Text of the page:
Archive for April 2nd, 2010

Inspect This!

Friday, April 2nd, 2010

Minnesota has inspectors for just about every possible activity. The burden is inestimable at this time.

Dairy Inspectors
Health Care Facility Inspectors
Public and Charter School Inspectors
Electrical Inspectors
Rental Property Inspectors
Asbestos Inspectors
Building Inspectors
Fish Farm Inspectors
County Weed Inspectors
Ag Program Inspectors
Game & Fish Storage Inspectors
Lead Inspectors
Locomotive Inspectors
Manufactured Homes Inspectors
Meat Inspectors
Mine Inspectors
Municipal Waste Inspectors
Mutual Insurance Inspectors
Plumbing Inspectors
Motor Vehicle Inspectors
Water Conditioning Inspectors
Weed Inspectors
Wild Animal Inspectors

https://www.revisor.mn.gov/statutes/?topic=520972

and

https://www.revisor.mn.gov/rules/

These are just a few of the mandates to ‘inspect’ found in the MN rules. I’m certain there are more layers of inspectors sanctioned by county and municipal boards all over the state. This begs the question… What constitutional mandate is satisfied by all these inspectors?

Well understood management principles teach us that decisions should be pressed down to the lowest level of responsibility. Relying on an inspector or supervisor’s review to identify and correct all possible mistakes is a futile and inefficient process. You cannot inspect every activity all of the time. But you can place the burden of compliance down to a level most capable of identifying and correcting problems. The installer of an apparatus is the party most likely to locate and fix a problem with the installation. Instead of laborious inspections, the state can provide assurance that the public is protected through insurance, minimum performance criteria, and warrantee expectations.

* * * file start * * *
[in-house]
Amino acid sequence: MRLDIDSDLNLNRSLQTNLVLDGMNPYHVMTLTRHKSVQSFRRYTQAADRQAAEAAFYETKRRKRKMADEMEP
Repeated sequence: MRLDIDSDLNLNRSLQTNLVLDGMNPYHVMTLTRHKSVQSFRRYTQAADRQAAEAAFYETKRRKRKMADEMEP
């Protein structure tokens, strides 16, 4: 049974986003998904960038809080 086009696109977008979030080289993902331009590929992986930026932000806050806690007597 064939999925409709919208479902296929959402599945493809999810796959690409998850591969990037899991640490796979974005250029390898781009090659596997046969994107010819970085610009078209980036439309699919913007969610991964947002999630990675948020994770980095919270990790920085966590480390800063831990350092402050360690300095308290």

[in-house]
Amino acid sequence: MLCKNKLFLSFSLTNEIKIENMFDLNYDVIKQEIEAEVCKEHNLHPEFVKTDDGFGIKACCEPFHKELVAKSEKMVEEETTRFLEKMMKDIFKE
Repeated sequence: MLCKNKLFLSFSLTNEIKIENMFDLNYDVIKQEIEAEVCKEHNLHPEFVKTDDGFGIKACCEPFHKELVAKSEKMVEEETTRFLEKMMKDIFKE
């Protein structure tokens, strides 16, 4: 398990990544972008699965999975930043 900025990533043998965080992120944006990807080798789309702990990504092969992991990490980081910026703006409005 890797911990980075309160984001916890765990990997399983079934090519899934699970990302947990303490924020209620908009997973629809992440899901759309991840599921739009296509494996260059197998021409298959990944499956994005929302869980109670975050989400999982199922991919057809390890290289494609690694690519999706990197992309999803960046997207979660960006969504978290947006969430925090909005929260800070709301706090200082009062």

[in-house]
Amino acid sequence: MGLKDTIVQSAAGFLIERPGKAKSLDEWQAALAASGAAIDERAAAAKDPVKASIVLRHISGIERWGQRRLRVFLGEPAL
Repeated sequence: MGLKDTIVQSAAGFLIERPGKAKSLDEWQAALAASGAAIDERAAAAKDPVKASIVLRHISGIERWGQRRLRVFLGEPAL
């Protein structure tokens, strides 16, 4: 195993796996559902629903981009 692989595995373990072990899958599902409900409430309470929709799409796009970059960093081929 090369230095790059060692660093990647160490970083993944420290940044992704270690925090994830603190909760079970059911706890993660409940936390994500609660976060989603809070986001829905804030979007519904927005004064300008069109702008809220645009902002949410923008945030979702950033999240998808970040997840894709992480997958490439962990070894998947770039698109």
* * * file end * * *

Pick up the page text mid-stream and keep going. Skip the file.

The state should never be performing activities that contribute to profitability. Food inspections in general are focused on bacteria and disease. Introducing infestations into the food supply can destroy entire truck loads of cargo and contaminate production lines. This is a profitability issue for the producer, the processor, the retailer, and the consumer. There is no need for a state inspection as the penalty for improper operation is a natural outcome. The interested parties have a natural incentive to produce disease-free products or face the consequences of loss due to negligence. Current reliance on the state inspection process provides a false sense of security at a very high price.

When possible, traditional ‘inspection’ processes can be implemented by a “peer review.” For example, an electrical, plumbing, or building inspection can be conducted by asking a knowledgeable party to review, criticize when necessary, and accept co-responsibility for adequate compliance. When appropriate, the peer review can be conducted on a sampling basis and possibly by an industry association funded by the interested parties.

To safeguard the public, providers of service or products should be expected to maintain insurance policies suitable to compensate injured parties, including state investigation and mitigation costs, in the event of failure. Insurance companies establish premiums based on risk. When appropriate, they can request or require the insured to submit to voluntary reviews to determine compliance and corresponding risk. Failure to conduct adequate oversight will induce onerous penalties, which provides a natural incentive for the parties to maintain compliance. The invisible hand of natural motivation is far superior to the state’s heavy boot at the throat of industry.

Each viable industry in Minnesota has a trade association—in some cases, many associations. These associations should develop suitable self-regulating criteria to eliminate the state’s mandate to ‘inspect.’ Individual failures should have implications for the whole industry. Once again we see how natural consequences provide incentive to self-regulate instead of relying on a false sense of security provided by over-worked state inspectors.